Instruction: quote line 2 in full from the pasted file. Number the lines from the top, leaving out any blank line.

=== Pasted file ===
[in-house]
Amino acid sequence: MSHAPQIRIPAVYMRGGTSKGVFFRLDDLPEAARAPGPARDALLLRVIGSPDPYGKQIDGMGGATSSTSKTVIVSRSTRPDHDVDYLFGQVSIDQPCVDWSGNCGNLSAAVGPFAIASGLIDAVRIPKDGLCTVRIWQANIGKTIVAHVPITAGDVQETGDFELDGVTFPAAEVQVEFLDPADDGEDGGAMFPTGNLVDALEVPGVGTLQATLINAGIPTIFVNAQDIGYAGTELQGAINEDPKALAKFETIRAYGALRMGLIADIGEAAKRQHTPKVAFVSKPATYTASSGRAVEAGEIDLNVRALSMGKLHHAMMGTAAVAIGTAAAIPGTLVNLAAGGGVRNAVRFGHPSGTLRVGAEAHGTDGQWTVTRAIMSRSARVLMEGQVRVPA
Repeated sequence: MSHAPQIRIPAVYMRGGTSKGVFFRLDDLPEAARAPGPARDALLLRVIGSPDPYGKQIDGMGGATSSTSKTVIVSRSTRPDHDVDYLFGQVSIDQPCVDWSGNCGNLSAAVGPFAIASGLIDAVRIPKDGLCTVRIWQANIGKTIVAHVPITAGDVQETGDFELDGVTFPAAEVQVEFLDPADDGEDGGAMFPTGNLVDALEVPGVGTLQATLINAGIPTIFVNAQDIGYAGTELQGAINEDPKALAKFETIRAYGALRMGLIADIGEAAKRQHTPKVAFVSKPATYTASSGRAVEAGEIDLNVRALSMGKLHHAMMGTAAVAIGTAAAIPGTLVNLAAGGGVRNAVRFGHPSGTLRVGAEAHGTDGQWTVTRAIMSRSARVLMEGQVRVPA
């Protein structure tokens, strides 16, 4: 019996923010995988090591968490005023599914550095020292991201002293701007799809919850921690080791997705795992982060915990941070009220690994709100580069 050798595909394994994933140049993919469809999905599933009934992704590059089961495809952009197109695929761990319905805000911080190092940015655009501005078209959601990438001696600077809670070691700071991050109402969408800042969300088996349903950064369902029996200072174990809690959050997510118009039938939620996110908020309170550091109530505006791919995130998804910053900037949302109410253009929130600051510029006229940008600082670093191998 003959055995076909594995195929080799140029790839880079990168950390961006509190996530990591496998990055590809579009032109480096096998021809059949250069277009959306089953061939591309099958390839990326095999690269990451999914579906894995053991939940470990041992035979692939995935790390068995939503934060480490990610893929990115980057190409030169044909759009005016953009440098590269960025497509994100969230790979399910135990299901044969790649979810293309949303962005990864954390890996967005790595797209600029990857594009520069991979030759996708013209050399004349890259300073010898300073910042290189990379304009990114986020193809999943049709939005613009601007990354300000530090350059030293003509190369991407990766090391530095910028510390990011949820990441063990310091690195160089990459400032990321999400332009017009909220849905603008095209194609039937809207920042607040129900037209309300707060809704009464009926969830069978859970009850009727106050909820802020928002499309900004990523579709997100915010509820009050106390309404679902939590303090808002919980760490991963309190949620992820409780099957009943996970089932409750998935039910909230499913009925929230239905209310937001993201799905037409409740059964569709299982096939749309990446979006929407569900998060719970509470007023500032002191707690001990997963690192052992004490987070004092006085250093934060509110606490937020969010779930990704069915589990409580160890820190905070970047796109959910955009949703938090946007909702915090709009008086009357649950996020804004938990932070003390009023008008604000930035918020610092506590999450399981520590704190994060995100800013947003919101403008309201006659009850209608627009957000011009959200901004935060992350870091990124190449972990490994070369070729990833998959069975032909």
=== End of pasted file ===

Amino acid sequence: MSHAPQIRIPAVYMRGGTSKGVFFRLDDLPEAARAPGPARDALLLRVIGSPDPYGKQIDGMGGATSSTSKTVIVSRSTRPDHDVDYLFGQVSIDQPCVDWSGNCGNLSAAVGPFAIASGLIDAVRIPKDGLCTVRIWQANIGKTIVAHVPITAGDVQETGDFELDGVTFPAAEVQVEFLDPADDGEDGGAMFPTGNLVDALEVPGVGTLQATLINAGIPTIFVNAQDIGYAGTELQGAINEDPKALAKFETIRAYGALRMGLIADIGEAAKRQHTPKVAFVSKPATYTASSGRAVEAGEIDLNVRALSMGKLHHAMMGTAAVAIGTAAAIPGTLVNLAAGGGVRNAVRFGHPSGTLRVGAEAHGTDGQWTVTRAIMSRSARVLMEGQVRVPA